The show has also given Black one of the greatest moments of her life. Everyone at work knew she had a crush on New Jersey Senator Cory Booker, so they arranged a surprise on-camera meeting between the two. “I’ve never felt more loved,” she says. “I feel a little bad that I’ve let the team down by not having married the senator yet. But honestly, that’s on him. I asked.”
Cassels hails from CollegeHumor Originals, where he was head writer. When the Full Frontal writers gather in person, Cassels is the one keeping everybody’s spirits up, Miller says, “because he’s not as much of an introvert as the rest of us.” Bee adds: “Pat is such a fresh soul, and he dives into things with complete abandon.”
He enjoys the group meetings, because once the discussion of that week’s stories is over, he says, “We’ll also spend about 20 minutes talking about something weird Ted Cruz did that week, even if he’s not in the next episode. We’re just obsessed with that man.”
Miller likens Cassels’s mind to a scene in The Matrix in which Trinity uploads a helicopter program so she can fly it moments later. “That’s Pat. He just decided he’s going to learn history, and he’s downloading history into his head at an astonishing rate. I’m a historian, and after a year it’s gotten to the point where I’m having trouble keeping up with Pat.”
Cassels admits to one particular historical fixation. “I’ve seen a dozen documentaries about Richard Nixon. Sadly, that’s proving way more useful than it should be in 2017.”
Grossman’s only other TV writing job was The Late Show With David Letterman, which he loved. “But those shows are largely about finding ways to fill five hours a week, so you write about whatever’s in the news,” he says.
“Some guy gets arrested for having sex with an ATM? There’s your Act 2. Here, we have only 30 minutes a week, and Sam and Jo want to make sure every word counts, so there’s no phoning it in. Everyone is fully engaged with the stories and invested in their writing, which is exhausting but rewarding.”
He deprecates his own impact on the proceedings, limiting it to his grammar skills, before adding, “I’m the writer who rarely talks but presumably writes well enough to justify his continued employment. I should probably put that on my résumé.”
Bee disagrees. “Joe Grossman is a national treasure. Quiet is not the word for him. The word is stealth, because he’s so skillful. He’s a complete tactician.” Miller says she couldn’t do the show without him. “He puts his head down and produces the most polished, meticulous, tight, hilarious, well-researched scripts that I think I’ve ever seen.”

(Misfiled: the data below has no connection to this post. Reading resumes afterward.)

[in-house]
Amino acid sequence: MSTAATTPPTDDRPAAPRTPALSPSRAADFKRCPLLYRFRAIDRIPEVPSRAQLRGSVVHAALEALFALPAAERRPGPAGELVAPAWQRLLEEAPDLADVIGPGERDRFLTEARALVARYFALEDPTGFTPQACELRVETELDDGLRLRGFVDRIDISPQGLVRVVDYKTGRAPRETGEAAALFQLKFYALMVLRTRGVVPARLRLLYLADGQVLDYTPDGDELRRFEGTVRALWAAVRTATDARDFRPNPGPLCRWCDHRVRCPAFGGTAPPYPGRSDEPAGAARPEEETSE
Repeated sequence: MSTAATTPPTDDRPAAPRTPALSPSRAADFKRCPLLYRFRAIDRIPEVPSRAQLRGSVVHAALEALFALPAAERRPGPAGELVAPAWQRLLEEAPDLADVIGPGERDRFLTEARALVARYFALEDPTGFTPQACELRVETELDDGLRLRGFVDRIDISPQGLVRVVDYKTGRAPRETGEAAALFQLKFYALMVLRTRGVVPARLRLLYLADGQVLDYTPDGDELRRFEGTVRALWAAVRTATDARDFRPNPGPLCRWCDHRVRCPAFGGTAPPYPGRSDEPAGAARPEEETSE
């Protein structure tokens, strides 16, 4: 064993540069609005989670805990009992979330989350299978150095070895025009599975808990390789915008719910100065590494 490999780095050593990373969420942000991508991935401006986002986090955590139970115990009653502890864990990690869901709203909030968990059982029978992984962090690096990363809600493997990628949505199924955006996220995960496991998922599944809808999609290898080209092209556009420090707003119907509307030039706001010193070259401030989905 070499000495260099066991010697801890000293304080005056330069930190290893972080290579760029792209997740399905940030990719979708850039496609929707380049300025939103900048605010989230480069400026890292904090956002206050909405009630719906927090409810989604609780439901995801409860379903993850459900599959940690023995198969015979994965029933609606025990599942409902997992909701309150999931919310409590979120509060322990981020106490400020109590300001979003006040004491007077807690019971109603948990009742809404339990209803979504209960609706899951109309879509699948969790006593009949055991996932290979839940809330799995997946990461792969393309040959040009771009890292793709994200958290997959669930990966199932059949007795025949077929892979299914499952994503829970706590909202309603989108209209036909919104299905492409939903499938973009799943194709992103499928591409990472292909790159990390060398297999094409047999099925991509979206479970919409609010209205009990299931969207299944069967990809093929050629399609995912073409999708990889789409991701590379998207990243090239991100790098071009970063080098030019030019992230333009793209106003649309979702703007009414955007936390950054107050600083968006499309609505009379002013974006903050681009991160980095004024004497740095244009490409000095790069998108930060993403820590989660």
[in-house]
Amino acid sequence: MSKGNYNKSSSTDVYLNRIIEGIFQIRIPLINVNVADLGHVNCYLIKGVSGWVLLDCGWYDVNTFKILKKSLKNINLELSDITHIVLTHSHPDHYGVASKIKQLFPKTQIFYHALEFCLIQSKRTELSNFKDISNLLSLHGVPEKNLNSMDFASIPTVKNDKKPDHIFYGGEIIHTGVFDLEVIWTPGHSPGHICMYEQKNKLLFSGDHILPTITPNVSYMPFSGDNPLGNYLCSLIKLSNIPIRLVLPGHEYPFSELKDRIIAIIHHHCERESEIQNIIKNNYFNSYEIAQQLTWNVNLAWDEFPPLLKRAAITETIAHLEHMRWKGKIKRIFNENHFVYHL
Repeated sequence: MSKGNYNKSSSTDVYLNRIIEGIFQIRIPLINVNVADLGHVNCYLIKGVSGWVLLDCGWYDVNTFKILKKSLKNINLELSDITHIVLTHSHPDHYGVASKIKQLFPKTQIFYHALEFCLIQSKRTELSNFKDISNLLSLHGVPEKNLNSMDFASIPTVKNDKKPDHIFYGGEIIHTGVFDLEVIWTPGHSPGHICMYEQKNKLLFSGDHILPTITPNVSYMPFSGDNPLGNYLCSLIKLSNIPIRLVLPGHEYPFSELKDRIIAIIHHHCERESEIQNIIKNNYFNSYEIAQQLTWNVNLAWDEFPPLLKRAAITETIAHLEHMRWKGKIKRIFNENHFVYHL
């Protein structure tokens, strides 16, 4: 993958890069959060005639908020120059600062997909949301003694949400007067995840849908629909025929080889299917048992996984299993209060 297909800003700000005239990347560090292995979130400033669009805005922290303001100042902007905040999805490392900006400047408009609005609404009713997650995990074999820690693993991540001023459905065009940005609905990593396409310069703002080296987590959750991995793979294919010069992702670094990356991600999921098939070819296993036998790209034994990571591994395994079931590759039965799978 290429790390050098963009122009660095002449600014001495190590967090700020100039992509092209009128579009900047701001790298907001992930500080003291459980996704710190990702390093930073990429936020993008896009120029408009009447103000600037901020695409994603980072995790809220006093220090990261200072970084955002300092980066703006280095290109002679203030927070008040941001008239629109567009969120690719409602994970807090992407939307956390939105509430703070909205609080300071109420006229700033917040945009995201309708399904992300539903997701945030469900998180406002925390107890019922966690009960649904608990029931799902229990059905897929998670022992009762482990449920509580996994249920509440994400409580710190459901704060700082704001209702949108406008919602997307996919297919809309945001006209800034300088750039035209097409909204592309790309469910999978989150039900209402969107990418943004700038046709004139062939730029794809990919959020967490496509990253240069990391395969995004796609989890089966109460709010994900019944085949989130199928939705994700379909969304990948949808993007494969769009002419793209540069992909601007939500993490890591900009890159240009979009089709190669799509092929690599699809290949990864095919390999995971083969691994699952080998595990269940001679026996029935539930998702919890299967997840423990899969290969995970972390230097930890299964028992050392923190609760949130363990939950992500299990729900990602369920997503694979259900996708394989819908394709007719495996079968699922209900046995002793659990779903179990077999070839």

Grossman’s favorite joke on the show so far “is the time I got Sam to squeegee vomit off the camera in response to Trump talking about his penis size at a debate,” he says. “There’s something rewarding about coming up with a ridiculously crude joke at 1 a.m. and, the next thing you know, stagehands are slathering damp oats onto a fake lens.”
With Full Frontal, Erhardt returns to late night after working on BET’s Don’t Sleep! Hosted by T. J. Holmes. But immediately before joining the show, he says, “I was working at the Maryland Motor Vehicle Administration, so it’s refreshing to have people actually enjoy my work.”
He calls himself a utility player, but that’s not how his colleagues see him. “Mathan has this offbeat, esoteric sense of humor that surprises you,” Taub says. “We had a Black History Month title card with a bunch of great black historical figures, and he insisted we add Urkel-Bot, which makes me laugh every time I look at it.”
Miller says that of the 250 applications she read through, Erhardt’s was the only one that didn’t make jokes anyone else had made. “There was a deceptively light tone in there that was undercut by some real darkness,” Miller says. “I just loved that voice; I’d never seen it before.”
More important, Grossman adds, “He bought a Nintendo Classic for the office. This makes him my favorite.” Erhardt loves spending time with his coworkers, saying they even made watching last year’s political debates fun.
But after a long day wrestling with painful subjects, he escapes with Nintendo, comic books, albums and concerts, “to remind myself there’s still joy to be found. And I plan on spending some quality time with the new Zelda game.”
Taub, also a story producer on truTV’s Adam Ruins Everything, calls herself “the writer who asks Jo if we can work from home tomorrow.” Everyone else calls her the miner of darkness. “Melinda’s scripts are full of really sharp, grim, pitch-black jokes that make you laugh while also feeling terrible about the world,” Grossman notes.